It is understood it will be an offence to possess the listed species for “the purpose of sale or dispersal or to transfer the species from one place to another within the country”.
Householders who have such species will be advised how to dispose of them.
Water plants pose a particular threat to biodiversity with species such as the African or curly-leaved pondweed wiping out native weed in Lough Corrib. The weed, and the insects who feed on it, attract the lake’s renowned brown trout.
According to the Department, the ban is being introduced to meet Ireland’s obligations under the EU Habitats Directive and will form part of the Birds and Habitats Regulations that are to be made law later this year.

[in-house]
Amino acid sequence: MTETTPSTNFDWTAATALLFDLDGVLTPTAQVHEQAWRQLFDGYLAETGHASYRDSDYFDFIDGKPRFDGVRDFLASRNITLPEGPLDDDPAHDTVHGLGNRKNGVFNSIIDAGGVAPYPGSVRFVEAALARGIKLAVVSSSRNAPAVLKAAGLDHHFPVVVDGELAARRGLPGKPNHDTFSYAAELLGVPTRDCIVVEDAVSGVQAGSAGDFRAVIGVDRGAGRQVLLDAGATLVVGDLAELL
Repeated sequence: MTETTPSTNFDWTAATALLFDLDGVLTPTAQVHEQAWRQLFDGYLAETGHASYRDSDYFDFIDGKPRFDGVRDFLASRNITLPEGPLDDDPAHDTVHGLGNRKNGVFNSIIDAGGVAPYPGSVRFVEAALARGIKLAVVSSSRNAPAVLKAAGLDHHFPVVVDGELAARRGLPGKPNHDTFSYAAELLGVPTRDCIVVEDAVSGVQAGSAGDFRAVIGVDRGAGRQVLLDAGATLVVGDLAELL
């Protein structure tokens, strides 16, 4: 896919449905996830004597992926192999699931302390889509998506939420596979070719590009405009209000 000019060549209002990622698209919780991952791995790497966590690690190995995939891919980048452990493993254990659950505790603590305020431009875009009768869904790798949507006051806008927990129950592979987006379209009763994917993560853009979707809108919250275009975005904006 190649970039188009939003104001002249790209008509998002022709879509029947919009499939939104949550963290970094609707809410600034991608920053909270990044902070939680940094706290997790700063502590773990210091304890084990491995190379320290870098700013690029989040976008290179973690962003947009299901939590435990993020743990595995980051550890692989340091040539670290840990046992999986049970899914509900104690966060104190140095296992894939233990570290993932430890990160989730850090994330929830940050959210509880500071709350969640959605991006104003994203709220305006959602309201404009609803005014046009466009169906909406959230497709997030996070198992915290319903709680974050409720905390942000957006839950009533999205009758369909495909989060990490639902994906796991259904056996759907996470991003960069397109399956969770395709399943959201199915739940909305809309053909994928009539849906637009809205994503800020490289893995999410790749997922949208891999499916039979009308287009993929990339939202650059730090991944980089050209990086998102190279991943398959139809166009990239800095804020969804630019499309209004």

Among other species likely to appear on the list are Water fern (Azolla filiculoides), New Zealand pygmyweed (Crassula helmsii), Nuttall’s pondweed (Elodea nuttallii), Parrot’s feather (Myriophyllum aquaticum) and Fringed water lily (Nymphoides peltata),
A public consultation process will also be in place.
Senior research officer with the Central Fisheries Board, Dr Joe Caffrey, said: “Without the appropriate regulations a great number of our habitats and species will be under threat.”